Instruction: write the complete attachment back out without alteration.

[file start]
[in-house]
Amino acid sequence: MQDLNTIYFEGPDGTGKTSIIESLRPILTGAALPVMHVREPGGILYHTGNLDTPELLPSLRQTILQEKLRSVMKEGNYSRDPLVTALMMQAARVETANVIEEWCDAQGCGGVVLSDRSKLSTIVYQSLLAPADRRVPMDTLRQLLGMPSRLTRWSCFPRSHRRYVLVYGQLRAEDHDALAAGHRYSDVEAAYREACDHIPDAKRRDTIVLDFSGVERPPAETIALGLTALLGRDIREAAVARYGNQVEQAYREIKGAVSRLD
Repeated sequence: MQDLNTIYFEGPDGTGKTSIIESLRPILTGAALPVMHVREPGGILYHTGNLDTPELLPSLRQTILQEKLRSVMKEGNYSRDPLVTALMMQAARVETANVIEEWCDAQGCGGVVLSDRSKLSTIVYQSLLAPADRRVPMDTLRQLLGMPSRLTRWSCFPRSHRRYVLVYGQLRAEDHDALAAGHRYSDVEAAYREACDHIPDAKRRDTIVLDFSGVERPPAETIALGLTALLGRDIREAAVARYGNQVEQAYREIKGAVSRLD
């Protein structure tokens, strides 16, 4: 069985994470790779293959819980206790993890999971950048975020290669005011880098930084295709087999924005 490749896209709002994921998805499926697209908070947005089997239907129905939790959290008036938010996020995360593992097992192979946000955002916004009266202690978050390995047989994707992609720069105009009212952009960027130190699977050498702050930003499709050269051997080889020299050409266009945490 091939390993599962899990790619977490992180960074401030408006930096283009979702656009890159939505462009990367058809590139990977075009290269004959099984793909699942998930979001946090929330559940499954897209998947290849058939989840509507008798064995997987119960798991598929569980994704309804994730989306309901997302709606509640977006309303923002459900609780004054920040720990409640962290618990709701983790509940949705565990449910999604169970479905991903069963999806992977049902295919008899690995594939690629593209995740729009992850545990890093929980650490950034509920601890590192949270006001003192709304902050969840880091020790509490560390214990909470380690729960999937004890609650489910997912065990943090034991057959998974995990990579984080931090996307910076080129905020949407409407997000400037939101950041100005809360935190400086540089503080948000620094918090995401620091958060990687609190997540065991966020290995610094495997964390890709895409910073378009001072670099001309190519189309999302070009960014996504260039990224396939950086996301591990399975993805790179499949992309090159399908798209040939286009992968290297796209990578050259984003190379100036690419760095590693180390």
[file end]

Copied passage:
[in-house]
Amino acid sequence: MQDLNTIYFEGPDGTGKTSIIESLRPILTGAALPVMHVREPGGILYHTGNLDTPELLPSLRQTILQEKLRSVMKEGNYSRDPLVTALMMQAARVETANVIEEWCDAQGCGGVVLSDRSKLSTIVYQSLLAPADRRVPMDTLRQLLGMPSRLTRWSCFPRSHRRYVLVYGQLRAEDHDALAAGHRYSDVEAAYREACDHIPDAKRRDTIVLDFSGVERPPAETIALGLTALLGRDIREAAVARYGNQVEQAYREIKGAVSRLD
Repeated sequence: MQDLNTIYFEGPDGTGKTSIIESLRPILTGAALPVMHVREPGGILYHTGNLDTPELLPSLRQTILQEKLRSVMKEGNYSRDPLVTALMMQAARVETANVIEEWCDAQGCGGVVLSDRSKLSTIVYQSLLAPADRRVPMDTLRQLLGMPSRLTRWSCFPRSHRRYVLVYGQLRAEDHDALAAGHRYSDVEAAYREACDHIPDAKRRDTIVLDFSGVERPPAETIALGLTALLGRDIREAAVARYGNQVEQAYREIKGAVSRLD
């Protein structure tokens, strides 16, 4: 069985994470790779293959819980206790993890999971950048975020290669005011880098930084295709087999924005 490749896209709002994921998805499926697209908070947005089997239907129905939790959290008036938010996020995360593992097992192979946000955002916004009266202690978050390995047989994707992609720069105009009212952009960027130190699977050498702050930003499709050269051997080889020299050409266009945490 091939390993599962899990790619977490992180960074401030408006930096283009979702656009890159939505462009990367058809590139990977075009290269004959099984793909699942998930979001946090929330559940499954897209998947290849058939989840509507008798064995997987119960798991598929569980994704309804994730989306309901997302709606509640977006309303923002459900609780004054920040720990409640962290618990709701983790509940949705565990449910999604169970479905991903069963999806992977049902295919008899690995594939690629593209995740729009992850545990890093929980650490950034509920601890590192949270006001003192709304902050969840880091020790509490560390214990909470380690729960999937004890609650489910997912065990943090034991057959998974995990990579984080931090996307910076080129905020949407409407997000400037939101950041100005809360935190400086540089503080948000620094918090995401620091958060990687609190997540065991966020290995610094495997964390890709895409910073378009001072670099001309190519189309999302070009960014996504260039990224396939950086996301591990399975993805790179499949992309090159399908798209040939286009992968290297796209990578050259984003190379100036690419760095590693180390």